So, all in all, Ali and I get to spend approximately 2 hours each evening together. Don't get me wrong, I have absolutely no intention of giving up my Havrusa. It is something I always wanted to have if I were ever to be stuck in a work environment (as opposed to having the luxury of being in a Yeshiva environment full-time), but it is NOT something that I anticipated actually succeeding in maintaining. B"H, I think the reason we have been successful is largely due to the fact that we started about two months before I got my internship, and it became part of my regular routine, so much so that I cannot now fathom giving it up. At this point I would sacrifice my career goals and cut out an hour or two early in order to have more time to spend at home with Ali, rather than cut out that one hour a day that I get to learn, BiQvi'us.

So I don't know how people manage. It blows my mind. I know there are other people out there with the same or very similar schedules to my own. There are people out there who work longer hours and still find time to learn and to be with their families. And I wonder. What happens when we have kids? I guess it becomes routine. That's life. You adapt. We're starting to develop our routine, finally, now that our six month honeymoon has ended. And really the week isn't so bad. The hard part now, is motivating myself to get up on Shabbos. That's the only time Ali and I have together now, and it is hard to give up any of that time, even the couple of hours in the morning, when we could be spending that time catching up on the week.

Seriously, to all of you who have done this before me, Kol HaKavod. We're working on it. It's just so weird. I've never had a schedule this full or this rigid before in my life. I guess I just have to get used to it.

Until next time,

Seth

3 Comments:

Blogger Isaac said...

Well, I don't have it quite as bad as you do, workday-wise, but I feel very much the same way you do. The trick, they say, is in managing time, but that's a skill we have yet to master.

Regarding *H*avruta learning (sorry, I don't know how to make a bold Het in comments), I also feel very much the same way you do. It's a big sacrifice, but it's well worth it in many ways. I don't know if I could have gotten into it so strongly in the first place if not for my post-thesis euphoria. I wish you (and me) Hatzl*h*ah Rabbah in our learning, our careers, our families, and your blog (and my comments...).

8:12 PM

 
Blogger Koppie said...

I wonder if you check new comments on old posts.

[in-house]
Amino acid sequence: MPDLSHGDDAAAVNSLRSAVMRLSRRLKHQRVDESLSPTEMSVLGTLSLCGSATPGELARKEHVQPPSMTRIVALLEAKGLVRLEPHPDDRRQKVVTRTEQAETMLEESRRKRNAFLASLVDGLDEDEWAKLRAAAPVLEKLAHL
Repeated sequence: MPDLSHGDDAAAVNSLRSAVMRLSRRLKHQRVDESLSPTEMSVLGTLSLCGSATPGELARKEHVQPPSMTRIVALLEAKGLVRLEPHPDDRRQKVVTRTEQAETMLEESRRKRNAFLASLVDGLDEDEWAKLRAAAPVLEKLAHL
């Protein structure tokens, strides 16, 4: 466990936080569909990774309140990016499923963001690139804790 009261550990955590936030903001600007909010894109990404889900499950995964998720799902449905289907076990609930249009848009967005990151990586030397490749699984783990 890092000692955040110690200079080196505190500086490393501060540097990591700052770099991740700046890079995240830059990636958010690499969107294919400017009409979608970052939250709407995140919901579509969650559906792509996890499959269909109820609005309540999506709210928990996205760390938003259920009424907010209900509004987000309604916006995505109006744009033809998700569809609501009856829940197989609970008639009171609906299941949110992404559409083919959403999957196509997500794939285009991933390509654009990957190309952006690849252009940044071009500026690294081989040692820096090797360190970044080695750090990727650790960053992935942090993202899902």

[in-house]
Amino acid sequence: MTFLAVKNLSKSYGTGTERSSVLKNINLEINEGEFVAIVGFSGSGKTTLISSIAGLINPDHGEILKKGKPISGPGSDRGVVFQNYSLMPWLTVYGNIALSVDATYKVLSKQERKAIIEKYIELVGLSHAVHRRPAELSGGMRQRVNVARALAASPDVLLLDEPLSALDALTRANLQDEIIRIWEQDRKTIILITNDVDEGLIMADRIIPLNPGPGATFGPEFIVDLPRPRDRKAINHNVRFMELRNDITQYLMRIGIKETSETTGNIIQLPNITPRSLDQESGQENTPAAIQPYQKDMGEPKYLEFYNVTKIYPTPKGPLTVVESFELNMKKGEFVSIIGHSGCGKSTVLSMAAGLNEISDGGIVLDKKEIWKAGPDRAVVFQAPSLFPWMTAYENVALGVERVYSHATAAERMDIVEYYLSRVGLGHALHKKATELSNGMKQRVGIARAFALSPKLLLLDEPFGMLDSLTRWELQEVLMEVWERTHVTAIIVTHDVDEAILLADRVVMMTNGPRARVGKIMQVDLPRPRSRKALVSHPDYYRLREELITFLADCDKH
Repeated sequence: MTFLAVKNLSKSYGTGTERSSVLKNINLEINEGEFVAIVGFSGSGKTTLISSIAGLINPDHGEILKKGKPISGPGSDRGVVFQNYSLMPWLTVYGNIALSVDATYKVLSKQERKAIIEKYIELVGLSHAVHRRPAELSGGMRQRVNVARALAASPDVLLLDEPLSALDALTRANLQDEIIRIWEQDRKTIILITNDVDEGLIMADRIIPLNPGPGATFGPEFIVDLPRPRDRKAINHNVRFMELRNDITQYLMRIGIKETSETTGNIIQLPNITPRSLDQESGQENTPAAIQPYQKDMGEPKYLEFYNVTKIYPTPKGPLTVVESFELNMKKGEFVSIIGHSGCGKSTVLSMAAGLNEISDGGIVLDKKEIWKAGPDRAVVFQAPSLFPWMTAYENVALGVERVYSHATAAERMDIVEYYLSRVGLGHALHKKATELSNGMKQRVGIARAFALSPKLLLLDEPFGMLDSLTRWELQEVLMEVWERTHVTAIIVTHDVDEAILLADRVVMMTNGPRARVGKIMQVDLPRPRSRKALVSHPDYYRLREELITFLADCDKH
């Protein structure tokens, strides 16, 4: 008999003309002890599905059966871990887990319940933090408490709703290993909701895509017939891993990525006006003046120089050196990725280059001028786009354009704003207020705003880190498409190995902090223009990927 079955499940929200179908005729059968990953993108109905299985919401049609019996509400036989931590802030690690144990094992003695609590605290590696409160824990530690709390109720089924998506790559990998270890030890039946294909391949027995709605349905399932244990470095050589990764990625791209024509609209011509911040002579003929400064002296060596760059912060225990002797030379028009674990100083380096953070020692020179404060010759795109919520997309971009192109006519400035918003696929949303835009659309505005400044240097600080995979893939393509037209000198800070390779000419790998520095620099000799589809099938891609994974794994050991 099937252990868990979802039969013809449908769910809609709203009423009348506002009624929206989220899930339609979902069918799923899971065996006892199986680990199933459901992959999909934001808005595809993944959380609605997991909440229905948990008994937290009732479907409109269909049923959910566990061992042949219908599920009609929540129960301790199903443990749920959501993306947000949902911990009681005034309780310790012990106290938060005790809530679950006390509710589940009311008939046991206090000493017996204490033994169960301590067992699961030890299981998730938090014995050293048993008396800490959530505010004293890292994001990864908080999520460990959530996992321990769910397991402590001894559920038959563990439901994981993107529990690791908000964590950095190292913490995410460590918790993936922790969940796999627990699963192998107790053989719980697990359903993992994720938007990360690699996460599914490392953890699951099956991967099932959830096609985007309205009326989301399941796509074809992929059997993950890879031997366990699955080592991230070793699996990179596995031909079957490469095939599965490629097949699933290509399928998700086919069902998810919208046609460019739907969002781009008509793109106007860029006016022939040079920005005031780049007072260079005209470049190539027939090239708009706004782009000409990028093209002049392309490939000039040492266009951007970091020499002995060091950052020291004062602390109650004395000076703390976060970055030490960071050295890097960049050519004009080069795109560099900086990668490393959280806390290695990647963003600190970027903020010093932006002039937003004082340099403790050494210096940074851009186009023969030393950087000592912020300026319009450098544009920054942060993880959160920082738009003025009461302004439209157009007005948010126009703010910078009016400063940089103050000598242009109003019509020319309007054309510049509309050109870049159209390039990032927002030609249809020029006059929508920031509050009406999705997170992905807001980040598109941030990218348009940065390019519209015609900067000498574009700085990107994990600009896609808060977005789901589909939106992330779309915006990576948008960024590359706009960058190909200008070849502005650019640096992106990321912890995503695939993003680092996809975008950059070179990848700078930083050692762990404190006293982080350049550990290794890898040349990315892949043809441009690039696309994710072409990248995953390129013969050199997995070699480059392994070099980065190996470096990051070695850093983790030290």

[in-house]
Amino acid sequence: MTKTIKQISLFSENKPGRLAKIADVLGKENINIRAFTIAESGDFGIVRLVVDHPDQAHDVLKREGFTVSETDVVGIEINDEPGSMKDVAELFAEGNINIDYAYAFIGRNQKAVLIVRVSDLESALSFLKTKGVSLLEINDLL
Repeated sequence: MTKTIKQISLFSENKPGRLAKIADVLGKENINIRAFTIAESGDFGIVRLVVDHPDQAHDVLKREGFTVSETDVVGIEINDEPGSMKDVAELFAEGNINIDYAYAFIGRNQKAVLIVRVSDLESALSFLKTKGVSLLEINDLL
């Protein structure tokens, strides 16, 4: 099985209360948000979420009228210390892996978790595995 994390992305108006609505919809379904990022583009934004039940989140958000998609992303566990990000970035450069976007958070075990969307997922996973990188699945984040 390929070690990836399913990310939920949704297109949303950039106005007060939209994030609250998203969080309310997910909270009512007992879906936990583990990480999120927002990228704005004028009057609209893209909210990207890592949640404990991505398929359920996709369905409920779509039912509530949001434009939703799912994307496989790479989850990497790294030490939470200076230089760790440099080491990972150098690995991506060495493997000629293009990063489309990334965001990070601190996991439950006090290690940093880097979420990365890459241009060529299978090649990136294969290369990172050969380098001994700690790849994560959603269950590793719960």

You're lucky if you get to spend 2 hours a day with Ali. I'm lucky if I get two hours a WEEK of quality time with Yelena.

The difference between what you're doing and what I'm doing is that when I come home, my work doesn't stop. It is impossible to do all the work that is assigned in law school. So you can either give up and accept that you can only do so much, or you push yourself to study every waking hour, which is what I do. The result is not only that you are incredibly burned out and learn to hate life, but you get no time to spend with your significant other.

As with so many things these days, I just have to remind myself that life will resume when I graduate.

3:30 PM

 
Blogger Seth said...

Koppie,

I do regularly go back and see if there have been new comments made. I appreciate what you're saying about law school being unbearably hard. But the truth is, I think you are making it harder on yourself than it needs to be. I am not saying that I would necessarily do much better, but several of our friends in our building are in law school (mostly Georgetown), or have recently graduated (Harvard and Columbia are two that come to mind), all of whom are relatively recently married, and several of whom already have at least one child, and they've described to me their experiences as more closely resembling mine than yours. Also, it has gotten somewhat easier as we are slowly developing our routine. We know how much time it takes to get to and from DC and at what times of the day, and we are becoming more aware of what time we NEED to be asleep in order to successfully make it to work on time in the morning, etc. It's rough at times, but I do believe it will continue to get easier as we (and our bodies) become more accustomed to it.

1:35 PM